‘All righ’, Harry!’ he said, beaming, when Harry approached the fence. ‘Come in, come in, we’ll have a cup o’ dandelion juice . . .
‘How’s things?’ Hagrid asked him, as they settled down at his wooden table with a glass apiece of iced juice. ‘Yeh–er–feelin’ all righ’, are yeh?’
Harry knew from the look of concern on Hagrid’s face that he was not referring to Harry’s physical well-being.
‘I’m fine,’ Harry said quickly, because he could not bear to discuss the thing that he knew was in Hagrid’s mind. ‘So, where’ve you been?’
‘Bin hidin’ out in the mountains,’ said Hagrid. ‘Up in a cave, like Sirius did when he–‘
Hagrid broke off, cleared his throat gruffly, looked at Harry, and took a long draught of juice.
‘Anyway, back now,’ he said feebly.
‘You–you look better,’ said Harry, who was determined to keep the conversation moving away from Sirius.
‘Wha?’ said Hagrid, raising a massive hand and feeling his face. ‘Oh–oh yeah. Well, Grawpy’s loads better behaved now, loads. Seemed right pleased ter see me when I got back, ter tell yeh the truth. He’s a good lad, really . . . Ive bin thinkin abou tryin ter find him a lady friend, actually . . . ‘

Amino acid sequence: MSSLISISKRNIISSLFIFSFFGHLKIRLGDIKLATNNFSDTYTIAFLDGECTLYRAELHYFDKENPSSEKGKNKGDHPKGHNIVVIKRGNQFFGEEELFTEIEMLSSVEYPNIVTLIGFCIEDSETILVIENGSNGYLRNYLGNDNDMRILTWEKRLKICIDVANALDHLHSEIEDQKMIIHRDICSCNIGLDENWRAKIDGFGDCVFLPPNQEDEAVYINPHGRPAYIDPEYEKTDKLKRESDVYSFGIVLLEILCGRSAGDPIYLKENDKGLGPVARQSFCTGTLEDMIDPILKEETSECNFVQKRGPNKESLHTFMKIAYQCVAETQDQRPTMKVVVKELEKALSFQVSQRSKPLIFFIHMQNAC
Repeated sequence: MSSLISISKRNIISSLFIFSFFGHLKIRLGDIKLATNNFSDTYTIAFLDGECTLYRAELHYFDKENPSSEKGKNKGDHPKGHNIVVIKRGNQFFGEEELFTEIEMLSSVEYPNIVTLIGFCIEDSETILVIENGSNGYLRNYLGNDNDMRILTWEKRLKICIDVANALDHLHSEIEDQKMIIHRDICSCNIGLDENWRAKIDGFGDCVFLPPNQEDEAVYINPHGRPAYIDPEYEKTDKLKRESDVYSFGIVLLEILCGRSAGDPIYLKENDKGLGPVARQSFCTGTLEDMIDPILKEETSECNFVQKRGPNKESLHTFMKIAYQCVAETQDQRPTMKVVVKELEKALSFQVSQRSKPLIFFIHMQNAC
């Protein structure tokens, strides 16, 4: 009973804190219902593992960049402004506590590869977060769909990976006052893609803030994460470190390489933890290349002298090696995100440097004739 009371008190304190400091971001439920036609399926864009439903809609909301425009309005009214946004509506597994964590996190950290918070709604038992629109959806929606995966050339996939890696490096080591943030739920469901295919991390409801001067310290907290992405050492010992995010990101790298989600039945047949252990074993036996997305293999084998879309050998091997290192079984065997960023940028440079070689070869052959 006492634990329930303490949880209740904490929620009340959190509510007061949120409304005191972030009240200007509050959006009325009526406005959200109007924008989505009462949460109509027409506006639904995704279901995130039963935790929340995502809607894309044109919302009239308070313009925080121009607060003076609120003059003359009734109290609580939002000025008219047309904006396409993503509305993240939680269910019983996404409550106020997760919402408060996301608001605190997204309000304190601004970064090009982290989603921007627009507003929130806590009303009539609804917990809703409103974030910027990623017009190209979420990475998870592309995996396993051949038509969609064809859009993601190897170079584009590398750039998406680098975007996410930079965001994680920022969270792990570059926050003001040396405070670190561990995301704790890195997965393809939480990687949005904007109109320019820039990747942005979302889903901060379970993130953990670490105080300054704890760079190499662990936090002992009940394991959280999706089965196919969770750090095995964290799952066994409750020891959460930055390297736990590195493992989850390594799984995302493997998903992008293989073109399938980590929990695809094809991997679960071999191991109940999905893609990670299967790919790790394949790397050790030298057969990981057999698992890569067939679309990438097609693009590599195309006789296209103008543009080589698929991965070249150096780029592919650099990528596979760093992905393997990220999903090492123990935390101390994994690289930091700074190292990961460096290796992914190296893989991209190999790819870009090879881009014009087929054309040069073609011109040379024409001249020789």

Harry would normally have tried to persuade Hagrid out of this idea at once; the prospect of a second giant taking up residence in the Forest, possibly even wilder and more brutal than Grawp, was positively alarming, but somehow Harry could not muster the energy necessary to argue the point. He was starting to wish he was alone again, and with the idea of hastening his departure he took several large gulps of his dandelion juice, half-emptying his glass.
‘Ev’ryone knows yeh’ve bin tellin’ the truth now, Harry’ said Hagrid softly and unexpectedly. He was watching Harry closely. ‘Tha’s gotta be better, hasn’ it?’